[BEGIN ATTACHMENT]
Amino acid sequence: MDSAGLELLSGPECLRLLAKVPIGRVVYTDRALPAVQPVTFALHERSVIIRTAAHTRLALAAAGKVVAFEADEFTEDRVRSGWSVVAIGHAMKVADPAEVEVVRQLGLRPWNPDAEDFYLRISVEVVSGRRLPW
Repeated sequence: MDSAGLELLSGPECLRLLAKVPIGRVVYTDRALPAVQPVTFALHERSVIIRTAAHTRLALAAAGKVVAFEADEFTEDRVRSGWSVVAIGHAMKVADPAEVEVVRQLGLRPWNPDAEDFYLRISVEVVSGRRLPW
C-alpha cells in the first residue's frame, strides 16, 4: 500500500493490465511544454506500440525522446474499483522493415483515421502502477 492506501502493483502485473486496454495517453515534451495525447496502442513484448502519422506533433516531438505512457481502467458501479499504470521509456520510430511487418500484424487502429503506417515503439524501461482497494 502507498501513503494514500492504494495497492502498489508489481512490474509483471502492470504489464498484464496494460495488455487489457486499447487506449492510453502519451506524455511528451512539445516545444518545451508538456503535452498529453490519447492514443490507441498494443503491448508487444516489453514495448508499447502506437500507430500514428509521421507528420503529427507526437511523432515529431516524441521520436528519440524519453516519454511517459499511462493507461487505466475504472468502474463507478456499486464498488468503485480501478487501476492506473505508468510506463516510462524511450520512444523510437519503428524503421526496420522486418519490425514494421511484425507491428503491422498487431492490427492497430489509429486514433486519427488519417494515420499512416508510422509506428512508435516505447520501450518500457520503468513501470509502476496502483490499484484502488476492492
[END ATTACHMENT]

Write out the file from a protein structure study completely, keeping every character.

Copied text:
Amino acid sequence: MDSAGLELLSGPECLRLLAKVPIGRVVYTDRALPAVQPVTFALHERSVIIRTAAHTRLALAAAGKVVAFEADEFTEDRVRSGWSVVAIGHAMKVADPAEVEVVRQLGLRPWNPDAEDFYLRISVEVVSGRRLPW
Repeated sequence: MDSAGLELLSGPECLRLLAKVPIGRVVYTDRALPAVQPVTFALHERSVIIRTAAHTRLALAAAGKVVAFEADEFTEDRVRSGWSVVAIGHAMKVADPAEVEVVRQLGLRPWNPDAEDFYLRISVEVVSGRRLPW
C-alpha cells in the first residue's frame, strides 16, 4: 500500500493490465511544454506500440525522446474499483522493415483515421502502477 492506501502493483502485473486496454495517453515534451495525447496502442513484448502519422506533433516531438505512457481502467458501479499504470521509456520510430511487418500484424487502429503506417515503439524501461482497494 502507498501513503494514500492504494495497492502498489508489481512490474509483471502492470504489464498484464496494460495488455487489457486499447487506449492510453502519451506524455511528451512539445516545444518545451508538456503535452498529453490519447492514443490507441498494443503491448508487444516489453514495448508499447502506437500507430500514428509521421507528420503529427507526437511523432515529431516524441521520436528519440524519453516519454511517459499511462493507461487505466475504472468502474463507478456499486464498488468503485480501478487501476492506473505508468510506463516510462524511450520512444523510437519503428524503421526496420522486418519490425514494421511484425507491428503491422498487431492490427492497430489509429486514433486519427488519417494515420499512416508510422509506428512508435516505447520501450518500457520503468513501470509502476496502483490499484484502488476492492